- More than 55 million people globally have dementia, with Alzheimer’s disease contributing to 60%-70% of cases.
- Phase 3 clinical trial results shared in a press release suggest a new drug called lecanemab helps slow the cognitive decline rate in Alzheimer’s patients by 27% after 18 months of treatment.
- The investigators expect the U.S. medicines regulator to make a decision about the new drug by early January 2023.
Now, Phase 3 clinical trial results for a new drug called lecanemab suggest that the medication could help slow the rate of cognitive decline of people with early Alzheimer’s disease by 27% after 18 months of treatment.
Lecanemab is an investigational humanized
According to Dr. Sharon Cohen, a neurologist and medical director of the Toronto Memory Program in Toronto, Canada, and part of the investigation team for the Phase 3 clinical trial, lecanemab is an antibody that is given by intravenous infusion and works by clearing amyloid from the brain.
“Amyloid is a toxic protein that accumulates early in Alzheimer’s disease and is responsible, not only for direct injury to brain cell function but also leads to a cascade of other toxic processes that further injure the brain,” she explained to Medical News Today.
“When amyloid is cleared by lecanemab early in the disease, the disease progresses more slowly allowing individuals to maintain their cognition and independence for a longer time,” Dr. Cohen added.
Amyloid, also known as beta-amyloid protein, is a sticky substance that if left alone, forms plaques in the brain. These plaques disrupt communication between brain cells. Past research shows greater plaque buildup is linked to greater memory loss.
“The topline results of the Clarity study showed 27% slowing of disease on the primary clinical endpoint for those treated with lecanemab and this was highly statistically significant.”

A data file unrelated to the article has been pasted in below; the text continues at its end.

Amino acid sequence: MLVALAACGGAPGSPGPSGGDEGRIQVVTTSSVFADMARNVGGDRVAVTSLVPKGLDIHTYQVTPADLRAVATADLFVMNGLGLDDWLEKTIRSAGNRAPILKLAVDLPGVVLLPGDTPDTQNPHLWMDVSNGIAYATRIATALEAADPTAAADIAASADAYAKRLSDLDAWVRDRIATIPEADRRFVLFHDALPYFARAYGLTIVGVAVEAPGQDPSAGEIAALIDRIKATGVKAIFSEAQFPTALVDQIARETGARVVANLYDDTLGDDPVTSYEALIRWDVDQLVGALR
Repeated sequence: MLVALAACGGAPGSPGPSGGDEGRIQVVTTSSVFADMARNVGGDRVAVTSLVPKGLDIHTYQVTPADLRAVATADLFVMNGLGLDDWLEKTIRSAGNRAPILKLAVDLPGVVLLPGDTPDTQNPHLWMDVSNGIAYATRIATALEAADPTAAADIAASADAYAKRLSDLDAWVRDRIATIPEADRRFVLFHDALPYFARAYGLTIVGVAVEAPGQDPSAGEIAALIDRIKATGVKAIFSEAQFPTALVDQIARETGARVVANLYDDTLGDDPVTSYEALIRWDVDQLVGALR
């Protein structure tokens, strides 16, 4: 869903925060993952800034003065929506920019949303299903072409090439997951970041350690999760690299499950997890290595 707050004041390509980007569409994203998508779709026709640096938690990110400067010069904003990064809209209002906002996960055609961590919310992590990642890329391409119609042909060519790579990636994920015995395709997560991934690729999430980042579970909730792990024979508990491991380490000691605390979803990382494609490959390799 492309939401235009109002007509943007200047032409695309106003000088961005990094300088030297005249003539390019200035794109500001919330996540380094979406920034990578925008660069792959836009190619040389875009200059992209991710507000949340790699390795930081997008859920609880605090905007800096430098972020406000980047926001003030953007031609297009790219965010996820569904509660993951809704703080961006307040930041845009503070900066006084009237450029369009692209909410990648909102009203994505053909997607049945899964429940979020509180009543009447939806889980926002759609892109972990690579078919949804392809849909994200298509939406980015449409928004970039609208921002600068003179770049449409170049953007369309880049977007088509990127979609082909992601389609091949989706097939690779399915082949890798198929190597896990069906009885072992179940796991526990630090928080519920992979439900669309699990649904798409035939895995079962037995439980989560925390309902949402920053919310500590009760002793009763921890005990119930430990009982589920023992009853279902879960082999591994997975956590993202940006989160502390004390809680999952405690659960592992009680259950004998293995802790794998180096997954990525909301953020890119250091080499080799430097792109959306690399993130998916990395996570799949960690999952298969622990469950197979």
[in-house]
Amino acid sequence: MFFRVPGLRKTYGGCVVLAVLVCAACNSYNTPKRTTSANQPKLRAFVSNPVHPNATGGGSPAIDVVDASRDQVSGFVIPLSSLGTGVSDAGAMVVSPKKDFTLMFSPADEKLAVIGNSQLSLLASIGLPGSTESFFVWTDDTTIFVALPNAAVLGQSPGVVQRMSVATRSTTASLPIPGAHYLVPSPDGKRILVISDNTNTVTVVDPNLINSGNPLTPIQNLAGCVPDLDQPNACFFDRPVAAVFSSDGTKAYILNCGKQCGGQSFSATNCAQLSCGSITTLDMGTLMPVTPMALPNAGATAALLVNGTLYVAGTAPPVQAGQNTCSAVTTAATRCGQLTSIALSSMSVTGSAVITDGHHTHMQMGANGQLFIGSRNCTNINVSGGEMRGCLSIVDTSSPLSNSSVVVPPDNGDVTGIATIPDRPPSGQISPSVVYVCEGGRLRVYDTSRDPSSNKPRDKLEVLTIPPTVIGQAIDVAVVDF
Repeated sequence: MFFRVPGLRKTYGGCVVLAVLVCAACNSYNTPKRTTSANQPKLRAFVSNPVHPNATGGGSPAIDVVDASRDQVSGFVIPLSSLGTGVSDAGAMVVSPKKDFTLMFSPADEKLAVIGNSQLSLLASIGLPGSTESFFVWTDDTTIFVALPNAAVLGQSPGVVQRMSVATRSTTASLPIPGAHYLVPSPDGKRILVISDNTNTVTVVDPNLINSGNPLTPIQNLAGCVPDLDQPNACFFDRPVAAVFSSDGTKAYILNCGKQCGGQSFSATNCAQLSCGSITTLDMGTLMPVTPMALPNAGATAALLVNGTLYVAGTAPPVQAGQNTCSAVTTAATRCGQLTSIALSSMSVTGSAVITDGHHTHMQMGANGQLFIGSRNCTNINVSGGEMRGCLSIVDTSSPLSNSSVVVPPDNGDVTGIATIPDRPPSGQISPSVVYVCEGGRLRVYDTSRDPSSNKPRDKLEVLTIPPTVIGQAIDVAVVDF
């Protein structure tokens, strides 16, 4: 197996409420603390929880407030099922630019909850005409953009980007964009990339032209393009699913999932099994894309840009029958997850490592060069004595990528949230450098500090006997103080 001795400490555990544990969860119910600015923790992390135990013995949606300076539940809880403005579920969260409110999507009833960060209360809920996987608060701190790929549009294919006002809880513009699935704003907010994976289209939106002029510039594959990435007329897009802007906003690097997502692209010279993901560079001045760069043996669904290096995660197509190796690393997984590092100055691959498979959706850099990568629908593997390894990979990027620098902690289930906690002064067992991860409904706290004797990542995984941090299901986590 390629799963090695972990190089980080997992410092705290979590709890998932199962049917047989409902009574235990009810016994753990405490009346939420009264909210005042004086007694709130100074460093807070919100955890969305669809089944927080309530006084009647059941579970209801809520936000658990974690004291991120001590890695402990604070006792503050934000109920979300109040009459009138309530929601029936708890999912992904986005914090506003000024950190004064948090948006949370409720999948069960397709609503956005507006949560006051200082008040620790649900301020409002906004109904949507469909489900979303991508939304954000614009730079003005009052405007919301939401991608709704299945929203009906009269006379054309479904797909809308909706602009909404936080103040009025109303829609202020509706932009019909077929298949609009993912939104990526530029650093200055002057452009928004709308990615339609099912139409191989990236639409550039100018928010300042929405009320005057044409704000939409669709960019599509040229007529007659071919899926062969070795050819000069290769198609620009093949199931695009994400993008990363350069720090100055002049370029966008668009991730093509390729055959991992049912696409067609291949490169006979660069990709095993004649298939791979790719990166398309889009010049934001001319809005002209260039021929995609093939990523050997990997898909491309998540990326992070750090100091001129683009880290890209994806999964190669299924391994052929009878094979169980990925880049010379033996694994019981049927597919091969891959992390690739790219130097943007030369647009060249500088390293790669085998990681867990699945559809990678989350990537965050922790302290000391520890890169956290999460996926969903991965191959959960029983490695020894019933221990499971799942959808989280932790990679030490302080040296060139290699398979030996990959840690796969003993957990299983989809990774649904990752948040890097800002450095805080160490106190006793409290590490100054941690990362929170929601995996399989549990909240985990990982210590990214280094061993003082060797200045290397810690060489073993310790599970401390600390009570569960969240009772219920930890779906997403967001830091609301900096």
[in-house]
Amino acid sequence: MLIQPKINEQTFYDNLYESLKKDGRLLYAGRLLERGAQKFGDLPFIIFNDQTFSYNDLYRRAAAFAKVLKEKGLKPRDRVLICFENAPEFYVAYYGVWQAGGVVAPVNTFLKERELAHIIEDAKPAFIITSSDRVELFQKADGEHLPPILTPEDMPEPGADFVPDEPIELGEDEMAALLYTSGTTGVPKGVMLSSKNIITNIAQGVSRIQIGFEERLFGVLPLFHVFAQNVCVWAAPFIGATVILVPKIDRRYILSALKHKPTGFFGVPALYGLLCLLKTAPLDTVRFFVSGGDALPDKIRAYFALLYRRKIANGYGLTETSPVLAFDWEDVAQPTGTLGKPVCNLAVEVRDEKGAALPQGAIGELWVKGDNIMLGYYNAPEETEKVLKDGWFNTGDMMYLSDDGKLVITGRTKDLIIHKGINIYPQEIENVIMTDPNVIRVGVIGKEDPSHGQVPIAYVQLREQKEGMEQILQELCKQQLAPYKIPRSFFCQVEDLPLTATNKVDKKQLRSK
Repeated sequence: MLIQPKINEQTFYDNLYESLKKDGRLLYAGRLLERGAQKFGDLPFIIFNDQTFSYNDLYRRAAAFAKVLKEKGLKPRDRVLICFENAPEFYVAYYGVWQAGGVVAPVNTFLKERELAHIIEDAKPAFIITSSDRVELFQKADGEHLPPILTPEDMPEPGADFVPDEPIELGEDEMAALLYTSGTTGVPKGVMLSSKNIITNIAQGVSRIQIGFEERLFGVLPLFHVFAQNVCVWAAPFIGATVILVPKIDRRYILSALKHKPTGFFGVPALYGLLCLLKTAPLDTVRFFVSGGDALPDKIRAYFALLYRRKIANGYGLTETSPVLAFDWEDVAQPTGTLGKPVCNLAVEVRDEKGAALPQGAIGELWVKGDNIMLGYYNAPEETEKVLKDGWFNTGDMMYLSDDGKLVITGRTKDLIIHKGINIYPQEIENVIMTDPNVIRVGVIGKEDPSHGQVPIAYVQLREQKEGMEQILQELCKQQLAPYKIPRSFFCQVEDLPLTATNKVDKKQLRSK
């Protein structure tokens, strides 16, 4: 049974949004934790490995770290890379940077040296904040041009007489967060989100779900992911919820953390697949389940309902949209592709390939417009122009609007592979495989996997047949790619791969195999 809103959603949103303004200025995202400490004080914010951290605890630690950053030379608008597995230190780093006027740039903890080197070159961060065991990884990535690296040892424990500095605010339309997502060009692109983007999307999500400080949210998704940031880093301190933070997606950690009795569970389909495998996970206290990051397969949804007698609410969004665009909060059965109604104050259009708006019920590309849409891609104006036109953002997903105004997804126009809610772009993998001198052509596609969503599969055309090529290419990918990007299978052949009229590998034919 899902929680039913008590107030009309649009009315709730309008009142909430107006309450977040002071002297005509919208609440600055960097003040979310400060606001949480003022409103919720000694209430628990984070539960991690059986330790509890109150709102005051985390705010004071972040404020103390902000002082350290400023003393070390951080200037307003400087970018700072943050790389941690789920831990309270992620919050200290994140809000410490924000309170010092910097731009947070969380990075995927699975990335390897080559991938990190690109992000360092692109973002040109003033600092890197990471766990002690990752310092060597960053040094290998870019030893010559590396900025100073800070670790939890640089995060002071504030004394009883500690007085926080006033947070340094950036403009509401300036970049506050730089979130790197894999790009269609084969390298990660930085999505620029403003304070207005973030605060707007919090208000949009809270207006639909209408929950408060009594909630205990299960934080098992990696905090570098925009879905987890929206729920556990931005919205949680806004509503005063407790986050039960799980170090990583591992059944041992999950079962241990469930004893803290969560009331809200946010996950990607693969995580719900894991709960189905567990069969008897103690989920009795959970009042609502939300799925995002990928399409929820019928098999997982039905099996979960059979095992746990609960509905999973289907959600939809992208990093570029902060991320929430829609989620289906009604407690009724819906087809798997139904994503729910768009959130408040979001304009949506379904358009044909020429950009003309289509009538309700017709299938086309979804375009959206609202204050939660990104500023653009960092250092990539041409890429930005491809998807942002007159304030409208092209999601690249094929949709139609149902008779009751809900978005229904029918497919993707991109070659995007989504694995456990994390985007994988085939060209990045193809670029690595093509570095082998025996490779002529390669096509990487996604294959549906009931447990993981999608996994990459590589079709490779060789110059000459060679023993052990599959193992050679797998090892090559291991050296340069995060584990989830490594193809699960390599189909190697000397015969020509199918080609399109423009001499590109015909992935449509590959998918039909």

— Dr. Sharon Cohen
Dr. Cohen said that currently approved Alzheimer’s disease medications that are available in most countries treat symptoms only and do not impact the underlying early brain changes of the disease.
“As such, these medications work relatively late in the disease and do not stabilize or slow down brain cell destruction nor related loss of function. Furthermore, the benefit of the currently available symptom treatments is very modest,” she detailed.
“Finally, current symptom treatments are not approved for the pre-dementia stage of Alzheimer’s disease, and therefore [most] individuals with mild cognitive impairment due to Alzheimer’s disease get substantially worse before they are eligible for these treatments,” Dr. Cohen continued.
“This is, of course, counter to the principle of early initiation of treatment being desirable for a slowly progressive disease,” she added.
According to Dr. Scott Kaiser, a geriatrician and director of geriatric cognitive health for the Pacific Neuroscience Institute in Santa Monica, CA, for a long time, there were no medications to treat Alzheimer’s disease.
“Then we had medications that could help treat symptoms, but there hasn’t been any disease-modifying medication — anything that could actually treat the underlying pathology and slow the progression of the illness,” he said.
Then Dr. Kaiser said the drug aducanumab was discovered.
“Aducanumab … was one of these first monoclonal antibodies targeting sub-parts of this beta-amyloid,” he said.
“[Aducanumab] was really controversial because when aducanumab came out and went through FDA review, their studies … definitively showed that these drugs were good at clearing amyloid, but they weren’t able to definitively show that this had a clinical impact. It’s one thing to clear these plaques out of the brain, but it’s another to actually improve people’s thinking, functioning, and overall lives,” he elaborated.
“[With the Phase 3 clinical trial results for lecanemab] it appears that there’s an impact on the underlying pathology and some positive clinical impact for people who have mild cognitive impairment for early Alzheimer’s disease. And that’s a paradigm shift — that’s really an exciting new direction.”